When there was a lull in the questioning at the Smith Center tonight, I simply decided to raise my hand and go for it. Lo and behold, David Sedaris called on me. So I asked him a question I often wondered about his writing:
“Do you ever have your family ask not to write about the things you write about?”
It wasn’t completely out of the blue as it sounds. First of all, if you aren’t familiar with the author David Sedaris, you likely don’t know his entire oeuvre is personal narratives, often very intimate but funny stories from his childhood, love life, and family. Just the stories about his brother, affectionately called The Rooster, are enough to make you blush. It also made me wonder though…is the Rooster okay with this?
Unsurprisingly, the Rooster is just fine with the often scathingly hilarious descriptions of his antics. I was surprised to hear though that Sedaris offers his family the power of veto by providing them drafts of his work before it is published. At one point, his dad exercised that power, asking him to withhold the rather crass phrase the Rooster called his father from time to time. At one point in a Q & A, Sedaris ended up divulging the turn of phrase to an audience, who was apparently horrified. And, interestingly enough, he said his dad was right both from a privacy perspective and it made the story better.
I asked the question mostly because I wanted to know how Sedaris’ family felt about his stories, but I also had selfish motivations. I know I am no David Sedaris, but the more I write in this blog, the more I question what should go in here. I frequently wonder where the line is. I knew Sedaris wasn’t going to give me the magic answer, but to at least see someone I admire with the intensity I do this author, seems to struggle with the same question was a bit of a relief.
I don’t mean to be coy when I say I am at a point in my life where a lot of things are going on. Things that wear on me…things that make me cry…things that I don’t know how to wrap my brain around without writing about them.
And I guess where I really struggle is, as someone who doesn’t really see the value in a diary, I find I write in order to share things and find common spaces and strike up conversations that might just help me understand things a little better.
I long to write a post on my “blinker boys” theory, as many of my friends insist I should, but I hold back knowing it could hurt some of the guys in my past or threaten some of my male relationships in the future. I want to write about half a million things about my mother, for I find her incredible, but with every Tweet I send about her, I feel a little bit worse knowing how much my mom gets bashful when I do it, even if it is filled with love.
And then there is me. I’m struggling right now in a lot of ways and the last thing I want is for people to think I am seeking attention and the only thought in my head is “woe is me.” I am White. I was born in America. I’m ahead of the curve and I know that. But I also know I am a pessimist at heart because optimism is just something that has never made much sense to me. Bracing for the worst is so much easier than expecting the best, and the same kind of goes with how I write. I tend to point out the things that frustrate me or make no sense more than the things I admire, because admiration is a pretty easy emotion to figure out. I know why I admire Mohamed Sanu. What I don’t know is how to deal when life throws me 35 curve balls. And I like to believe that writing through those curveballs will help, even if that writing isn’t always cheerful.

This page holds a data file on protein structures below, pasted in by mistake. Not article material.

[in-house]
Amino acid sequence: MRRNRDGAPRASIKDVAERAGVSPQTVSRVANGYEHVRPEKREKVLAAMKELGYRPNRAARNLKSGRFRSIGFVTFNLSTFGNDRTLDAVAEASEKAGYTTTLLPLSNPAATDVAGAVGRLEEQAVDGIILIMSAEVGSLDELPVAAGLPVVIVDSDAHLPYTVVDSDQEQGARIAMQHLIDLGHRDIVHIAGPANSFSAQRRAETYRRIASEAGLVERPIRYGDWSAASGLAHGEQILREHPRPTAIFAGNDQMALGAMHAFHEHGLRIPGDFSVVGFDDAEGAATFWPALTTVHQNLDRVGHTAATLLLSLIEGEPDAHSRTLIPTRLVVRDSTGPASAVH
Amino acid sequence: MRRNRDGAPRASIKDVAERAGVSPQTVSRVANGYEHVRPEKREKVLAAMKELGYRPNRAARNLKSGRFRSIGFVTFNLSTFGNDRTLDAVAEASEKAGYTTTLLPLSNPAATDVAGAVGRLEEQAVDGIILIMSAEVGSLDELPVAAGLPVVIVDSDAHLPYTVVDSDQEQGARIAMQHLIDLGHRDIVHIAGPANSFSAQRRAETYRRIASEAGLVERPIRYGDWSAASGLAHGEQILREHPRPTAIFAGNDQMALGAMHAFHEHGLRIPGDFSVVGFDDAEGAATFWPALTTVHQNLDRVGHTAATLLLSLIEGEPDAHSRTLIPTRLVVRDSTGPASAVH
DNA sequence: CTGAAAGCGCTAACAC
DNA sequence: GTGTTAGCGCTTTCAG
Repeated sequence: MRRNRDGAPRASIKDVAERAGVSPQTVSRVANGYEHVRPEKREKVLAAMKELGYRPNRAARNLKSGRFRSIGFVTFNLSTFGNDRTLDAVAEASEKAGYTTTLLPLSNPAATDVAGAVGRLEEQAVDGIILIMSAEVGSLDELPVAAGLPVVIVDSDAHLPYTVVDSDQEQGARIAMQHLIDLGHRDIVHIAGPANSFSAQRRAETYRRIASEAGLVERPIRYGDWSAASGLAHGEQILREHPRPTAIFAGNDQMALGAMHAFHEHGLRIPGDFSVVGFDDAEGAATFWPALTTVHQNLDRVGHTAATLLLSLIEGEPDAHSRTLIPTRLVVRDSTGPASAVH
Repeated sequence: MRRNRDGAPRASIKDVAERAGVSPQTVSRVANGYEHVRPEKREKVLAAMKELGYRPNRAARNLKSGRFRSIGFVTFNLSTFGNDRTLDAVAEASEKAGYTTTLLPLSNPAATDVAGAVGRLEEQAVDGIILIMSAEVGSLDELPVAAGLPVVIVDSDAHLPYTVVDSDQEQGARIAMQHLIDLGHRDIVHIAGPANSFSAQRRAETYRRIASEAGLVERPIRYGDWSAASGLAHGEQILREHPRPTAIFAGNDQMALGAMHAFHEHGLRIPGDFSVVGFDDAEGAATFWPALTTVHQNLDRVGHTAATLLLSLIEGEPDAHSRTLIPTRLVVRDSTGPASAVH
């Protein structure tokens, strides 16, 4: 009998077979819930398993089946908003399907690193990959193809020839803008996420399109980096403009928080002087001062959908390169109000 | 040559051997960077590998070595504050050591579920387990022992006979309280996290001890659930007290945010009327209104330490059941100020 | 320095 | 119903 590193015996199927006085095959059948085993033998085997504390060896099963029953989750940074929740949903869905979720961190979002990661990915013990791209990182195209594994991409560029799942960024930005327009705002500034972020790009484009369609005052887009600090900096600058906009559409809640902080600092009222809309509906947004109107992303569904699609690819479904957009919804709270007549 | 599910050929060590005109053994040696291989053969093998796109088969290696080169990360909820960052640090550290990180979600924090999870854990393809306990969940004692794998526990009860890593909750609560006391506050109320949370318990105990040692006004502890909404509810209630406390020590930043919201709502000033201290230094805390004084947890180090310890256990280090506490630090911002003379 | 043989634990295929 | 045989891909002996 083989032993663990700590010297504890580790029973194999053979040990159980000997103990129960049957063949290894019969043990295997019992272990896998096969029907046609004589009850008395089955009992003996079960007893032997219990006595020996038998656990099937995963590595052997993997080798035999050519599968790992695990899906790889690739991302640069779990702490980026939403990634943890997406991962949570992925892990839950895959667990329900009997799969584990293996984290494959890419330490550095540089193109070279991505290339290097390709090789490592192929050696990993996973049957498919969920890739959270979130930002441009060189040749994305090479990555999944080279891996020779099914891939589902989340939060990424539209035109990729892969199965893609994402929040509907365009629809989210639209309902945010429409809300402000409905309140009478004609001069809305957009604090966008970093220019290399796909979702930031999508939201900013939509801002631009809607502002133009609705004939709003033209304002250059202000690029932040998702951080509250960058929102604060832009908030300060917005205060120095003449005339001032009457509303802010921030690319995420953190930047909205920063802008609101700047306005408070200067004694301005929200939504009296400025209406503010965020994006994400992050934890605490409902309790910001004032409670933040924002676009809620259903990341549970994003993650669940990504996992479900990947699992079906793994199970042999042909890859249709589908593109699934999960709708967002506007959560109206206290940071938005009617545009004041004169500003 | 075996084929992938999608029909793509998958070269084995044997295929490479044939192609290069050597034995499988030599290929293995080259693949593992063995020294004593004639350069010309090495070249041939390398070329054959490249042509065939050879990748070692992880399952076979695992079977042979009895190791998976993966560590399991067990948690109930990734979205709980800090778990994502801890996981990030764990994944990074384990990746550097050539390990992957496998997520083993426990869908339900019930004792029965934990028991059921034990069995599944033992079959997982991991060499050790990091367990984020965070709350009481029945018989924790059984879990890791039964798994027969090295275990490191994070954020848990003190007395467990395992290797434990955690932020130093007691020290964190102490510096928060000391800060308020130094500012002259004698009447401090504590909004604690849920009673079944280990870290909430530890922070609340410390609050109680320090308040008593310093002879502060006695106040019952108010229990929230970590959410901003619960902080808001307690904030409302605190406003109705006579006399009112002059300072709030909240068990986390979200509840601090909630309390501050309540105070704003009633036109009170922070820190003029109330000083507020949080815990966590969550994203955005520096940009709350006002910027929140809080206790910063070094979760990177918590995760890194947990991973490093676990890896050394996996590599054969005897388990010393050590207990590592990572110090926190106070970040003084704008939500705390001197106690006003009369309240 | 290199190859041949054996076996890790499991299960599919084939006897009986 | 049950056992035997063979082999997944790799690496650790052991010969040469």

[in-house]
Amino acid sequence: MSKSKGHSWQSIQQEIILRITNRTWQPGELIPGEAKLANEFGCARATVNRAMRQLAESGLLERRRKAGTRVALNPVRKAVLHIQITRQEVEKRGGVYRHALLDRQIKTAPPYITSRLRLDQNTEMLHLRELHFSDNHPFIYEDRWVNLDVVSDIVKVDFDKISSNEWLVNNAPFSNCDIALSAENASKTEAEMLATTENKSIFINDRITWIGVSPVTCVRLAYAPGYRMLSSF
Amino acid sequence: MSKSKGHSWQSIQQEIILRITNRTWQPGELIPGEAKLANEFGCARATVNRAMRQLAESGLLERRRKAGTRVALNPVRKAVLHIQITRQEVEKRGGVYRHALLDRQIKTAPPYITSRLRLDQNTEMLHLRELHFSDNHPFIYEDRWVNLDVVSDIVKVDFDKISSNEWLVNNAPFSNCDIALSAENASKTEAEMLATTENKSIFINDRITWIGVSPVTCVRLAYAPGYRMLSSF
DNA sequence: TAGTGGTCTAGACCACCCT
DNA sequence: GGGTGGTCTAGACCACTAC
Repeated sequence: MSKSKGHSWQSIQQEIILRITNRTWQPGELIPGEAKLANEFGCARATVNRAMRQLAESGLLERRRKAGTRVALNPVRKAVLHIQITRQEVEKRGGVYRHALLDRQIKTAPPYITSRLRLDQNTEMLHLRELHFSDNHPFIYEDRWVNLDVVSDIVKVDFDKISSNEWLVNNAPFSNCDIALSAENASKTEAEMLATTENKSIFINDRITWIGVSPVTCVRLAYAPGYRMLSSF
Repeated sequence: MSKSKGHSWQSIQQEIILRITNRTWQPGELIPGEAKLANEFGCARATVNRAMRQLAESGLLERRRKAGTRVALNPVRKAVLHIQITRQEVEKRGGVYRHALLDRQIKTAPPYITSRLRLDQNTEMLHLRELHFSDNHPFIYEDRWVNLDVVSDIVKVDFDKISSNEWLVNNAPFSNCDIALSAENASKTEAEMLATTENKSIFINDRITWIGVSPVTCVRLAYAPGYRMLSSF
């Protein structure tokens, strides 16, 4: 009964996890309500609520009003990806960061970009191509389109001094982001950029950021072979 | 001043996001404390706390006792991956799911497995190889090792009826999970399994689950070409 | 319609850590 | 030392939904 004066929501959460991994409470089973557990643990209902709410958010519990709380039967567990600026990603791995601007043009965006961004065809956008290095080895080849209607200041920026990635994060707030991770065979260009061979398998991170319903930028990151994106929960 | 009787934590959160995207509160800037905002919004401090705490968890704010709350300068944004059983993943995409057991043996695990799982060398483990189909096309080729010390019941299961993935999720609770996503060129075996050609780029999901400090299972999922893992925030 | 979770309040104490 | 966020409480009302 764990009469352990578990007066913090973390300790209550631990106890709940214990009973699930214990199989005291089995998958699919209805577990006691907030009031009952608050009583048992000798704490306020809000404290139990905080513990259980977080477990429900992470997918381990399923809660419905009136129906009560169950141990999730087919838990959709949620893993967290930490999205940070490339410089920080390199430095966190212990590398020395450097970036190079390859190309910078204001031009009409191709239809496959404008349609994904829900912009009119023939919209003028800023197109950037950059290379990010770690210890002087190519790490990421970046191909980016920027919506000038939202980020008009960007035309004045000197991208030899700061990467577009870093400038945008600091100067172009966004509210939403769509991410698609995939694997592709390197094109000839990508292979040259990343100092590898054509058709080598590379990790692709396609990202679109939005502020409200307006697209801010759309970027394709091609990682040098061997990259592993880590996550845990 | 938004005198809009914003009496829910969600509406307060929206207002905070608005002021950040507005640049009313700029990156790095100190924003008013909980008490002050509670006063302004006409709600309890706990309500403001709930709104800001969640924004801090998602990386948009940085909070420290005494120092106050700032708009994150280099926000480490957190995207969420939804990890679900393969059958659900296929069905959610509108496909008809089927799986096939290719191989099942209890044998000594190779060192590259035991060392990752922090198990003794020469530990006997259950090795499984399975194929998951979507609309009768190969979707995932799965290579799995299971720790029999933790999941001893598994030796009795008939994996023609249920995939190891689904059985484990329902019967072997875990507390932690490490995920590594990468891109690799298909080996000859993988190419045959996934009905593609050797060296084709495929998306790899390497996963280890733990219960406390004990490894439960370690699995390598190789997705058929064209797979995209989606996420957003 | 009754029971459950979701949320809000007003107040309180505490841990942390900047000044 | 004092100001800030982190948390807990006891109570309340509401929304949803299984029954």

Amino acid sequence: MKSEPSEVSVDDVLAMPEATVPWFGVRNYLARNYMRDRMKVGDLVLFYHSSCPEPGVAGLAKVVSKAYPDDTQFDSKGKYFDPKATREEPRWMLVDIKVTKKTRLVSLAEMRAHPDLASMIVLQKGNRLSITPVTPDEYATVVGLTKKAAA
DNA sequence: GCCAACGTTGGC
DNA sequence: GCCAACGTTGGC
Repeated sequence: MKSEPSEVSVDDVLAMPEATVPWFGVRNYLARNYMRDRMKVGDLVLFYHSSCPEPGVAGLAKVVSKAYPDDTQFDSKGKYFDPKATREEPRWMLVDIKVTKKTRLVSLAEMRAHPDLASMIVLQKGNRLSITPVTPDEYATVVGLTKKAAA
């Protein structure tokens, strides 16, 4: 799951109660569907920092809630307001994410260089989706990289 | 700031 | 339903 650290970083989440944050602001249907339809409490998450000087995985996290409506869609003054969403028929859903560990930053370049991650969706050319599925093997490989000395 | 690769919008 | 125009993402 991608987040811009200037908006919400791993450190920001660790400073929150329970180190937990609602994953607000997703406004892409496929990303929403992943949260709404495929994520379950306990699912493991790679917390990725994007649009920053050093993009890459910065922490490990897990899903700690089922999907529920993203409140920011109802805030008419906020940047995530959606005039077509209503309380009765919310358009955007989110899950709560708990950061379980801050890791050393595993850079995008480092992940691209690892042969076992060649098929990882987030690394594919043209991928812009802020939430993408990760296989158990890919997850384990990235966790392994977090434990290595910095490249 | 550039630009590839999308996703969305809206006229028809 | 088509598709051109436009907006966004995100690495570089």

So I go back and forth about how much of these goings ons in my life need to be on here. Like Sedaris, I wonder if my mom telling me no isn’t just about self-preservation, but is also a smart decision from a content perspective. I want that blinker boy post to exist so badly, but respect of others and a desire to maintain relationships with trust win out, even though I have it saved as a draft on my computer.
In the end though, I can’t seem to kick this urge to write about some of these things my mom and dad always told me weren’t for other people to be burdened with. They taught me to deal with my own problems, not foist them on others, so I stay silent, thinking that writing about it is an imposition, making people read about my drama out of a sense of obligation. But, here I am, almost two months in to what I will say are categorically the worst two months of my life, and I think I just have to get some of it out to stay sane. I doubt I will Tweet and FB new posts, so if you are curious, check back in. If you are not, that is okay too, because I realize this whole exercise is fundamentally a selfish one. But more than one person has told me I need to be a little selfish right now, so here goes. I may not be forthcoming if you have questions and I may omit details, but it is only out of respect for those who don’t want their stories shared. So there are no blinker boys just yet. And the Dolores stories will be sparse. Instead, you’ll just be stuck with me as I try to work through some of these bizarre happenstances, knowing in the back of my head that it is okay to wonder what should and shouldn’t be said, because it is something even someone as immensely talented as David Sedaris worries about too.